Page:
Sunday, July 22, 2007

Daley, Other Key Mayors Protest Oil Company's Lake Michigan Pollution

Chicago's Mayor Richard Daley, Racine's Gary Becker and Toronto's David Miller signed a letter published in The Chicago Tribune slamming Indiana's approval for vastly permitted ammonia and sludge dumping by British Petroleum into Lake Michigan.

This blog posted information about the decision to expand the dumping here.

Lake Michigan doesn't benefit from a willful daily dose of three tons of these dangerous pollutants; these mayors, whose communities and many others that draw drinking water from the lake, have every right to be upset.

Furthermore, Indiana's decision to allow BP's refinery this contemptible action illustrates why Great Lakes states have the commonsense duty to monitor each other's usage of Great Lakes waters.

When abuses or poor management occur, joint attention and solutions are required.

Said the Mayors, in part:

" is not in anyone's interest to facilitate expansion at the expense of our region's greatest natural resource and economic engine -- the Great Lakes."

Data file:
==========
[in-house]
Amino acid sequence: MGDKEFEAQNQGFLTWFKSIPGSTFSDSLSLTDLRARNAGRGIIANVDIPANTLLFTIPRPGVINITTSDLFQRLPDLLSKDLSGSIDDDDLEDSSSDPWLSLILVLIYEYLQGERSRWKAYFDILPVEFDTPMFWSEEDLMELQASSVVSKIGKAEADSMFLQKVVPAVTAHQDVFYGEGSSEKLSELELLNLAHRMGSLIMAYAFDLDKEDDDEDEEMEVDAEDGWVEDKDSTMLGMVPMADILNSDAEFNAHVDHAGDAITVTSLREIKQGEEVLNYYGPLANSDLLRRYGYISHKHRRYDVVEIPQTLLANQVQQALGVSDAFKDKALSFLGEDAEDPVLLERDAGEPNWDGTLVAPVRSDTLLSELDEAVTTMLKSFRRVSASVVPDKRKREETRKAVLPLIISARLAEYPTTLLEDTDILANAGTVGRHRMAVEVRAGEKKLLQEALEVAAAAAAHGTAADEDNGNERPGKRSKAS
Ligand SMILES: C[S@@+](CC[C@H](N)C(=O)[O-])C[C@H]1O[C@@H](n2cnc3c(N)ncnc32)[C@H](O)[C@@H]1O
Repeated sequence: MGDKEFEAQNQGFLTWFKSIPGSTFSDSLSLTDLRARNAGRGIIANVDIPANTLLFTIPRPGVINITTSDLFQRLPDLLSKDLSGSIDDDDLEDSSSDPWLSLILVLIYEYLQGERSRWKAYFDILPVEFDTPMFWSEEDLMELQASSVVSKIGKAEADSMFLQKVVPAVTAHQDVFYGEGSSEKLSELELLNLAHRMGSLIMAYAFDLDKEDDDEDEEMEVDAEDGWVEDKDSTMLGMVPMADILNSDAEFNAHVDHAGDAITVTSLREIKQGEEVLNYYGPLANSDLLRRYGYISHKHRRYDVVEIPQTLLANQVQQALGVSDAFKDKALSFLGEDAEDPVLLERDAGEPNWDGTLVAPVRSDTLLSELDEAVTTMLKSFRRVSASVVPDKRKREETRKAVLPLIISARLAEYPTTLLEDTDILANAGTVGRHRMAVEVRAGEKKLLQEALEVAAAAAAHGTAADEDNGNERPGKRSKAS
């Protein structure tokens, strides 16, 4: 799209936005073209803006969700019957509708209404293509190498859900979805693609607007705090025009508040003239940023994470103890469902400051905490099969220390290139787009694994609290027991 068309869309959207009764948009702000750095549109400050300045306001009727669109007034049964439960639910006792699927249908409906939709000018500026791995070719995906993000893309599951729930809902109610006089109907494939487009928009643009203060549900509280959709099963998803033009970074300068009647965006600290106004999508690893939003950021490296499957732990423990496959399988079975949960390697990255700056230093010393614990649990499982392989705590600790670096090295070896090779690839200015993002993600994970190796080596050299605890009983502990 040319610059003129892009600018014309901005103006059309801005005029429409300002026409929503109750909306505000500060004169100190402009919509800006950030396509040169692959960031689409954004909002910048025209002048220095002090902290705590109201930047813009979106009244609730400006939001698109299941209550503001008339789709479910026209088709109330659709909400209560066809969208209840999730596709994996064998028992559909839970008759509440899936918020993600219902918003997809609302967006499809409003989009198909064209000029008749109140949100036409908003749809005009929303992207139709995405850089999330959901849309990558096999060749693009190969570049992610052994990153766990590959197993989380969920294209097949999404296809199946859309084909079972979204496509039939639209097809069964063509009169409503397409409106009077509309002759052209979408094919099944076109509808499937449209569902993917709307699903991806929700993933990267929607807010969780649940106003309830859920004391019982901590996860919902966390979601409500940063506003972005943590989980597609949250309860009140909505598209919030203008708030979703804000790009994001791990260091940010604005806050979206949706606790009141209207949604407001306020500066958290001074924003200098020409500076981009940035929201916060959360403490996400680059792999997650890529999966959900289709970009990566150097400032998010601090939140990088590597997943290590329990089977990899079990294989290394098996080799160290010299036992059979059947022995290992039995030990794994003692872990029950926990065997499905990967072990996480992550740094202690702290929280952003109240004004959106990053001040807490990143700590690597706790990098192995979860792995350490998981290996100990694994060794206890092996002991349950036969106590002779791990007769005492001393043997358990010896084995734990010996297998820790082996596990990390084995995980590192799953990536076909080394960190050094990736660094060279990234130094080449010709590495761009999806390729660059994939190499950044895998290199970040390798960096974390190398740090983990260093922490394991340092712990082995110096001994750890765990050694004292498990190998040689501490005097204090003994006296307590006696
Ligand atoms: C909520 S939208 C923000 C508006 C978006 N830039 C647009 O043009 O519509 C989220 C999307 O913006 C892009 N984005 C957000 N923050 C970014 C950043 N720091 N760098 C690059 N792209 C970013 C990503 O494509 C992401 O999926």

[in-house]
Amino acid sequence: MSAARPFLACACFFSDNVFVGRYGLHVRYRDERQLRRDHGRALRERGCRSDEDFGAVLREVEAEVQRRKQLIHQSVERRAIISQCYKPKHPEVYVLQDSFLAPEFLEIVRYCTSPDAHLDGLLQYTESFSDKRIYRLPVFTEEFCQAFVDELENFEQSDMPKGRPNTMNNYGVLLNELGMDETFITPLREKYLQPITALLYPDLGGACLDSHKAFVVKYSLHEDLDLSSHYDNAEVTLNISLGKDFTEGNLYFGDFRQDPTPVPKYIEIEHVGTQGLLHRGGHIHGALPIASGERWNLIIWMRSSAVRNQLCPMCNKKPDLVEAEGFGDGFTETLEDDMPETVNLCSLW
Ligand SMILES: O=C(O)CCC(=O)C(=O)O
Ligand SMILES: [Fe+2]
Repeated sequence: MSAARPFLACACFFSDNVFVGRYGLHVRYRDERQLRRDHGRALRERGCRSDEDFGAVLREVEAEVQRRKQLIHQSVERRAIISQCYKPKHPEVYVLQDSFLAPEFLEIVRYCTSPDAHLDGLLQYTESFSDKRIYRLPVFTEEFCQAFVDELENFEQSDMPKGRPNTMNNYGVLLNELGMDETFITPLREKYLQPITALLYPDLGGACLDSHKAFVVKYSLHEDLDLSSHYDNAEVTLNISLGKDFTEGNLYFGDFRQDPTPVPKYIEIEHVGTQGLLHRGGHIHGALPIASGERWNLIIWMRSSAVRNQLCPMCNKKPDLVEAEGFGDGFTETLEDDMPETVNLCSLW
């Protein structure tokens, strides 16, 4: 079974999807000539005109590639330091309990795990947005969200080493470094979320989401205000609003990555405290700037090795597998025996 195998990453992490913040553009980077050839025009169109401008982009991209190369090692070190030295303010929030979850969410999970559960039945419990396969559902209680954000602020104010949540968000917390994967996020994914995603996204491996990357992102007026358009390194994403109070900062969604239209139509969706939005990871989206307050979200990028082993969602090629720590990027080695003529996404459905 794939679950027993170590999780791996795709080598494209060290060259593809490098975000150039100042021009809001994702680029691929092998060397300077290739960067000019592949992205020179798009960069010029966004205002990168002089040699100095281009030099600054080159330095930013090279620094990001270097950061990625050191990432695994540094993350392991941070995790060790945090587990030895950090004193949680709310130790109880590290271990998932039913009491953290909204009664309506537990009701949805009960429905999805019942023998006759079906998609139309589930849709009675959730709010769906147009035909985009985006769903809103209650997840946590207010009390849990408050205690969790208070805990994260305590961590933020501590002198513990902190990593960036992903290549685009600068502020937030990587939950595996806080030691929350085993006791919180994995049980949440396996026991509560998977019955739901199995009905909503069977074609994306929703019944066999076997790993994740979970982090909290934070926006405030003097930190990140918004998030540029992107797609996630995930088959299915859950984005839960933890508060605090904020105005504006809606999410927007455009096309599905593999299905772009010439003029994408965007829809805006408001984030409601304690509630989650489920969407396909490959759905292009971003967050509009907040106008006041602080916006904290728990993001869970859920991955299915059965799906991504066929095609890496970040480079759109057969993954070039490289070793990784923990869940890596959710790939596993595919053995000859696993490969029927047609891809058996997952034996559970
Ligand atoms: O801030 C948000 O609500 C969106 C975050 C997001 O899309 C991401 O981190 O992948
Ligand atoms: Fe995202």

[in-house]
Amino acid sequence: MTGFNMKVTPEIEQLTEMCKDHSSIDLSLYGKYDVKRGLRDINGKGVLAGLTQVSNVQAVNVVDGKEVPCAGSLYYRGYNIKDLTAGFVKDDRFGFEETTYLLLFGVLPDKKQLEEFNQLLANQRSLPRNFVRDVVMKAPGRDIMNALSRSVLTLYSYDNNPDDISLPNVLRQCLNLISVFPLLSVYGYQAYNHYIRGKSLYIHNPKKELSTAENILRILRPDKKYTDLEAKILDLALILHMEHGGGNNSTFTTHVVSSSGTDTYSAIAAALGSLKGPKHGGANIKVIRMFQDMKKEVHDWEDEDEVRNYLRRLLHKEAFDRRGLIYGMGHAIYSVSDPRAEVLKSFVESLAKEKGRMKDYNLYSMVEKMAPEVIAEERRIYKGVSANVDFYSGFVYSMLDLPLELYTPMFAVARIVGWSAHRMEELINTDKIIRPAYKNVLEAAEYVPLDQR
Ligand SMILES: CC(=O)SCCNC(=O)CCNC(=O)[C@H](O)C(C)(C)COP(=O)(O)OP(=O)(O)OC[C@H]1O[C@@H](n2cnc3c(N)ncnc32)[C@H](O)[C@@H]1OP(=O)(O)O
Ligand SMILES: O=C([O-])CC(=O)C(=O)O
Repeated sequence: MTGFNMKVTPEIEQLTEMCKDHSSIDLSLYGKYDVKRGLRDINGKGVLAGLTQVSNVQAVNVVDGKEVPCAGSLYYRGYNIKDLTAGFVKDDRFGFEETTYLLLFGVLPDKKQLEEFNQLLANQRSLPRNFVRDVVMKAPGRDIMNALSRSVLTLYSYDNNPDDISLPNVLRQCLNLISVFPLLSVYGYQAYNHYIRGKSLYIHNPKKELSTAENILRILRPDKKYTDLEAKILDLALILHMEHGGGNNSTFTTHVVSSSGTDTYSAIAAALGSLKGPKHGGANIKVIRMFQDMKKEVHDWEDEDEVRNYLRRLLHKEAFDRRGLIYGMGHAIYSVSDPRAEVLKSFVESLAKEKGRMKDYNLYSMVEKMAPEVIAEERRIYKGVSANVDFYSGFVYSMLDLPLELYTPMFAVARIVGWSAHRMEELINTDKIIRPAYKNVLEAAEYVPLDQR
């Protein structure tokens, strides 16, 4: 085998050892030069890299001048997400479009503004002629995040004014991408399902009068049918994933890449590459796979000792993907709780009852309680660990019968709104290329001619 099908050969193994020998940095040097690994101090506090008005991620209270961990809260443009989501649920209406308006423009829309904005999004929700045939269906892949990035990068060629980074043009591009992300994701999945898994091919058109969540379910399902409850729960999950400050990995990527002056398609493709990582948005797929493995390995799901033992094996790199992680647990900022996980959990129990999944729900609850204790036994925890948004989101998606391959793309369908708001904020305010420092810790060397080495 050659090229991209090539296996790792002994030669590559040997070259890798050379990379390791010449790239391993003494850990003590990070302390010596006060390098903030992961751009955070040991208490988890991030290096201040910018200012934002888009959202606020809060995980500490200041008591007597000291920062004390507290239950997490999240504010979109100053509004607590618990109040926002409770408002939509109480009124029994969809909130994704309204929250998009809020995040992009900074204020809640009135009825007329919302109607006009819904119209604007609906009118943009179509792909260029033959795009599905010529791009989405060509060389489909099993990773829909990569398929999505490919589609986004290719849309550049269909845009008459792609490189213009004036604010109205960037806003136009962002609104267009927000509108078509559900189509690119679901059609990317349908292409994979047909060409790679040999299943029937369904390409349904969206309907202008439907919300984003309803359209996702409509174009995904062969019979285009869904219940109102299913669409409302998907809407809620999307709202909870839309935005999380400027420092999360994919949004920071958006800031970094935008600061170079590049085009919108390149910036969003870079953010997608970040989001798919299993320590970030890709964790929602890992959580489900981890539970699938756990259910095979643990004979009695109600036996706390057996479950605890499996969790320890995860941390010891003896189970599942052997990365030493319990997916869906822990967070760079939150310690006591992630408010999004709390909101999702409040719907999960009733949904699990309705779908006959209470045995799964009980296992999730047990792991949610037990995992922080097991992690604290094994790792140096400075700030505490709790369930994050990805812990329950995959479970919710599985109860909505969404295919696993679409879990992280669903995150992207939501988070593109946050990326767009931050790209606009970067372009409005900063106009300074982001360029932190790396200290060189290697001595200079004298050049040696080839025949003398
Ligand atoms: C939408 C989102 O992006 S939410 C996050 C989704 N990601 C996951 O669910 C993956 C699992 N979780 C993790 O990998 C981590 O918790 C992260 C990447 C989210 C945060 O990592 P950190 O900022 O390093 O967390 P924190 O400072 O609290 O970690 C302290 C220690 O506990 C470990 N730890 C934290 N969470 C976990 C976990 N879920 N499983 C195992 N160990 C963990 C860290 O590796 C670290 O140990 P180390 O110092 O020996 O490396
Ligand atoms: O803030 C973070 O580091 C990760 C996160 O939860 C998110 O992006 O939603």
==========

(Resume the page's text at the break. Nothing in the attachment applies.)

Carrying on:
That concept is at the foundation of the pending Great Lakes Compact, an eight- state agreement, with two Canadian provinces in an advisory role, to supervise large withdrawals of water from what is the world's largest supply of fresh surface waters.

Some legislators and business leaders in Waukesha County miss this point entirely, opposing Wisconsin's approval of the Compact - - even though it will protect Wisconsin's fair access to Great Lakes water and allow Wisconsin also to monitor and approve new large uses in the other states, too.

Without a working Compact, communities from New York state to Minnesota could divert Great Lakes water without scientific and legal standards - - imagine a thousands straws pulling water from the Great Lakes, only those straws are intake pipes, moving hundreds of millions of gallons of water daily out of the lakes - - disregarding its reasonable use, or mandated return to preserve the levels of the source.

Wisconsin's public officials need to join Mayor Daley's effort to stop British Petroleum's outrageous plan to knowingly pollute Lake Michigan.

But that's only protecting the waters, as they are. It's important, but covers half the equation.

Wisconsin residents need to pressure legislators and editorial boards, urging our state to adopt a strong Great Lakes Compact that manages the waters usage.

That means a program for Wisconsin requiring conservation of all the waters in the Great Lakes ecosystem - - and requiring region-wide high standards for the waters' use, along with guarantees that as much diverted water is returned to its source.

That will protect and preserve the Great Lakes - - precisely the opposite of what BP will be allowed to do with its refinery's discharge into Lake Michigan in northern Indiana.

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